The time and location of the focus groups was negotiated with the contact person at each Center. A participant information sheet, and invitation to a focus group on the provision of risk management advice was e-mailed to eligible clinicians by the contact person. Focus groups were facilitated by LK, using a list of prompts and two case studies (Figure 1). Initially, participants were asked to describe the FCC, the role of clinicians, and the average client and their pathway through the FCC and beyond. Case studies were then used to identify more specific information about risk management and each intervention was discussed. The discussion was tape recorded, transcribed, de-identified and analyzed thematically.

Figure 1
figure 1

Hypothetical scenarios and an example of prompts used in focus group discussions.

Transcripts were read to identify the main themes. All relevant data was then coded under one or more of the themes and each theme analyzed by two researchers (KAP & LK) to ensure reliability. The study was approved by the Human Research and Ethics Committees (HREC) at each recruiting institution. Written informed consent from the participating clinicians was only considered necessary by the HREC at one site. For the other sites, attendance at the focus group session was considered to represent implied consent.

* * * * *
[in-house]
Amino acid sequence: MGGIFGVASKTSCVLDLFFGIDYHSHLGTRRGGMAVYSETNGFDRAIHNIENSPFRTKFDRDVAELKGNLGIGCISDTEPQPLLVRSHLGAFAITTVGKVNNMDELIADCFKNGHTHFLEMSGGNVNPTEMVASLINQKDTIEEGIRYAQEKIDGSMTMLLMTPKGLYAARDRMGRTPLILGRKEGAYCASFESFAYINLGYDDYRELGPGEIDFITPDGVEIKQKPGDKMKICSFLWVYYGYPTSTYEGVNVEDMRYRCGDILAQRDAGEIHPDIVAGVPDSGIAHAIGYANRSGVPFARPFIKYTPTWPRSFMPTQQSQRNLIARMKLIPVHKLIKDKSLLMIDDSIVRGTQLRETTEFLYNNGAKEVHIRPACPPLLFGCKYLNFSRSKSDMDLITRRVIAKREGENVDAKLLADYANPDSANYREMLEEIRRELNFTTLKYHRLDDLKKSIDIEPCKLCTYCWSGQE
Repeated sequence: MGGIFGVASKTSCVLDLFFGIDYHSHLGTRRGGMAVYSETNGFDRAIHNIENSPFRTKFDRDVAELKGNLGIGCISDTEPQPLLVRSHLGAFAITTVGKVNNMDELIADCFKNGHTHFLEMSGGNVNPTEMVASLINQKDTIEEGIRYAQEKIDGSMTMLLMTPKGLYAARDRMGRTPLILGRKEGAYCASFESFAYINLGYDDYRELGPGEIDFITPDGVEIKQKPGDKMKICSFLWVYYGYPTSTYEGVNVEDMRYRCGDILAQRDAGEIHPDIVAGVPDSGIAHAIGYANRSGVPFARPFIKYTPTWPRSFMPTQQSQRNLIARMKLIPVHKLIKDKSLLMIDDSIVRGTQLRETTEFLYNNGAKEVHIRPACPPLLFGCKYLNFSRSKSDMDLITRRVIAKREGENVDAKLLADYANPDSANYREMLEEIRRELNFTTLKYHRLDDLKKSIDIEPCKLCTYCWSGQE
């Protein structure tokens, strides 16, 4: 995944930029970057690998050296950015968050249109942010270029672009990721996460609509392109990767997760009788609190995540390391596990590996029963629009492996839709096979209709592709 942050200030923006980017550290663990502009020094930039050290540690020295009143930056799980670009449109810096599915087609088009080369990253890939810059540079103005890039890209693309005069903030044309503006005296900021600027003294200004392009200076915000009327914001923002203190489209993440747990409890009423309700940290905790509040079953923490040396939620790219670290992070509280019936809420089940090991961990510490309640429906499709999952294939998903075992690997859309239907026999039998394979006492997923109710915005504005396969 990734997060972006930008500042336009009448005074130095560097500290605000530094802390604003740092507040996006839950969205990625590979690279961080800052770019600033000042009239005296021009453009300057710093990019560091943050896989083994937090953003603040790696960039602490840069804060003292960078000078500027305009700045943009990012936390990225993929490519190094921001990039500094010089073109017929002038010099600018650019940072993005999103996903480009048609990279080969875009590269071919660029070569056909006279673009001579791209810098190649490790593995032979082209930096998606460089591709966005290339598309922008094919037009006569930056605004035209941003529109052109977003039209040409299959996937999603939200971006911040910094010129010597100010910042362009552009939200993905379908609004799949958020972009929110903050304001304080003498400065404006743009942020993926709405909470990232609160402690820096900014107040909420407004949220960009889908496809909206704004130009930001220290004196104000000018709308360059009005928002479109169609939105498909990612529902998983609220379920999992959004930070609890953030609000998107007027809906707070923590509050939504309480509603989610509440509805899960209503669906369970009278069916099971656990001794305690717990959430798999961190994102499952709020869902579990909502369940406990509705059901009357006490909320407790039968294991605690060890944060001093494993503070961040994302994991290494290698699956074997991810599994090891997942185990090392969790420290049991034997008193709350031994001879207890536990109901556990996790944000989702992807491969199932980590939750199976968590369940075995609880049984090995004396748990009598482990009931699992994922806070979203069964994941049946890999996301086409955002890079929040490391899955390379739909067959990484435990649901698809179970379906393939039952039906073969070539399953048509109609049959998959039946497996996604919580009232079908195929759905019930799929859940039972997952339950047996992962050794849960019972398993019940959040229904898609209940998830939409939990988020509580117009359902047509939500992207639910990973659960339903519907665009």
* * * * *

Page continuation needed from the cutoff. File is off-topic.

Twenty three of 36 eligible clinicians participated in six focus groups, (3 to 5 participants per group) between April and August 2007. Participant characteristics are summarized in Table 1. Two thirds of participants were women, and a range of specialties were represented.

Table 1 Characteristics of participants

Three main codes were identified from the data; 1) 'Perception of role' (how clinicians described their role in the management of high risk women) 2) 'Case study one' (all discussion in response to case study one), 3) 'Chemoprevention' (all discussion of chemoprevention either in response to case studies or to any other question, including the specific question "with whom do you discuss chemoprevention?"). The 'Case study one' and 'Chemoprevention' codes were analyzed for this report. The analysis identified both the similarities and differences in response to case study one, and the barriers and enablers to the discussion of chemoprevention.

Case Study 1